Developed from a news item on the About Health website by Alycea Ungaro, here are five key ways that Pilates can help keep your body young, healthy and active:
Encourages full breathing
Pilates teaches you to breathe fully and deeply. Cells saturated with oxygen boost energy levels as well as cognitive abilities, resulting in reduced tiredness and forgetfulness.
Works the whole body
Instead of rapid movements performed with poor control, Pilates favours low repetitions and good positioning. This avoids the poor body mechanics and repetitive strain injuries frequently experienced with high intensity exercise like Step or Zumba or indoor cycling. By working all parts of the body equally, Pilates, done on a regular basis, can help us keep strong and mobile throughout the course of our life.
Involves a complete range of movement
Pilates exercises take the body through a full range of movement. This keeps the joints lubricated and preserves the health of the muscles, ligaments and tendons that work them. As we age, maintaining the ability to sit, stand, kneel and bend is key to the body’s health and wellbeing. Pilates can help with this. By contrast, other forms of exercise involve a much more limited range of movement. For example, if you were to focus on cycling as your main source of exercise, over time the range of motion of your spine would diminish and the muscles in the chest and shoulders would tighten. Tight muscles inhibit movement. When movement is restricted you become more sedentary, which, research shows, accelerates the aging process.
Pilates teaches you to move your body in alignment, by which we mean working the muscles and skeleton the way they are designed. Pilates exercises strengthen the body symmetrically so that nothing overworks and nothing underworks. Everyday life though creates imbalance in the body. For example, we carry bags or children, or sleep more on one side than another. Pilates provides us with a way to counter the imbalance caused by our daily activities. Golf and tennis are good forms of exercise, but they don’t work the body evenly; in fact most sports don’t. Keeping your body properly aligned as you move, particularly at speed, helps prevent injuries, avoid arthritis (particularly in the spine and leg joints) and reduces poor motor skills, all of which are synonymous with aging.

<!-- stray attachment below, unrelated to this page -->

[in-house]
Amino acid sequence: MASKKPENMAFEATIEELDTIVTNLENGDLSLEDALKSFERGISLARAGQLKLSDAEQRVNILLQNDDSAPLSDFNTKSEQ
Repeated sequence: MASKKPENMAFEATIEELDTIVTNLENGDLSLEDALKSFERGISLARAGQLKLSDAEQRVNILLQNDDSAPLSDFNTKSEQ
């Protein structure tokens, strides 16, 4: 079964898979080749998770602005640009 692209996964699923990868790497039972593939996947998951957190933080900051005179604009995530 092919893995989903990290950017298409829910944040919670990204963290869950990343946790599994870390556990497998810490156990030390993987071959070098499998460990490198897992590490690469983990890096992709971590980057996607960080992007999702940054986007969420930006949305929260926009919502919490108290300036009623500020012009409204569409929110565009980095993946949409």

Assists with transitioning
Injuries happen most often when we transition from one activity to another, for example, getting up from the floor and running to answer the phone, or bending down to pick up a drill then reaching up to use it to mend a shelf. Pilates exercises train the body to bend, turn and straighten with control thus helping us transition more effectively. With less haphazard movements, accidents and injuries, which have an aging effect on the body, can be avoided.
All exercise has benefits but many sporting activities fall short of full body wellness. Indeed, some pursued exclusively and too often, e.g. indoor cycling or running can leave the body prone to injuries and illness. Regular Pilates, together with some form of cardio-vascular exercise, will help the body perform optimally and make it better able to cope with the demands of daily life.
Pilates with its five age-defying properties has a vital role to play in keeping us all as active as possible for as long as possible. But don’t take my word for it. Below are two pictures of Joseph Pilates, one taken when he was 57, the other when he was 82. As you can see, there is very little difference in the physical condition of his body…
If you’d like to try Pilates, why not drop into one of our small group classes run each week at The Wellbeing Studio in Clevedon.